Our reds are still keeping up their appearances! February’s 21 monthly survey households again returned averages of around 2 for the number seen at the same time and recognisable individuals. Familiar hotspots yielded 5 (Skyreburn) and 4 (Anwoth, Cally, Laurieston Road) at the same time, with 5 recognisable at three of these locations. Some whiter tails seem to be developing now, so maybe even more will be recognisable by the end of this month.
Our control efforts over the winter seem to have paid dividends, with perhaps the fewest grey squirrel reports in February since the GSG started recording sightings in and around Gatehouse in March 2015. In particular all seems to be quiet at Carsluith and Carstramon, both of which have had a small but persistent grey presence until recently. Meanwhile our thermal imager is proving its worth already in other mopping up operations at Ardwall and Anwoth. Several of these greys would not have been detected without our new ‘hot eye’ device.
Already eight people have borrowed the imager to ‘have a go’ for a few days. We are all finding that dull days are best: there is a lot of infrared (heat) about if the sun is out and looking into the tree canopy becomes a totally red experience! It takes practice to scan an area of woodland thoroughly, but squirrel detection is massively increased by doing so, not least because our device can see through vegetation! Follow up with binoculars identifies the species, but the change in magnification between the imager (default x2.5) and binoculars (typically x8 or x10) is confusing without practice.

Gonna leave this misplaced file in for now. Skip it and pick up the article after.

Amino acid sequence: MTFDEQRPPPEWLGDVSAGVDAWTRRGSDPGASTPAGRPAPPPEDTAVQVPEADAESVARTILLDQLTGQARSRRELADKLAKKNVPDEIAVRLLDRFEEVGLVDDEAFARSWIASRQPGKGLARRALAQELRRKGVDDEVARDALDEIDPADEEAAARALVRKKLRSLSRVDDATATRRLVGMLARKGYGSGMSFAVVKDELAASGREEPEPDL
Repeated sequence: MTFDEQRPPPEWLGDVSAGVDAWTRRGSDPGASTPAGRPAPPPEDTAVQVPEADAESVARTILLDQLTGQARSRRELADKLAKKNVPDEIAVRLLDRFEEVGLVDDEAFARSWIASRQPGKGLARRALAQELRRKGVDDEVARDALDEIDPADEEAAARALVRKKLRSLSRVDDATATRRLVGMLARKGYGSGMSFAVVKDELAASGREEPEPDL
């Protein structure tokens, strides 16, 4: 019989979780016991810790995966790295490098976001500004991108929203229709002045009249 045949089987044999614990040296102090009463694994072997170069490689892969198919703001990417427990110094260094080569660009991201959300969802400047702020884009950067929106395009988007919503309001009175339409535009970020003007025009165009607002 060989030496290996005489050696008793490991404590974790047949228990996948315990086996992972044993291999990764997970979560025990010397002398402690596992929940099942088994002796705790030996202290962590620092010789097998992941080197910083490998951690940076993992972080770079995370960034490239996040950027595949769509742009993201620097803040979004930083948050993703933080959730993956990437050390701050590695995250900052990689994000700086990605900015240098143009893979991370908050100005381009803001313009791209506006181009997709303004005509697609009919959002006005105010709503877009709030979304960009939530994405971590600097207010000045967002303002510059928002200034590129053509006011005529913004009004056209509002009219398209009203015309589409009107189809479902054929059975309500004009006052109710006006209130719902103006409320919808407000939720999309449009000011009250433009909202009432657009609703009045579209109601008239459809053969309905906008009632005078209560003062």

Our plan for a public hide in woodland near Cally Gardens is progressing. Kevin Hughes and I have now agreed a bespoke design and are ready to go out to tender with a number of local firms in order to get a realistic idea of what this actually is going to cost.
Peter Garson, Chairman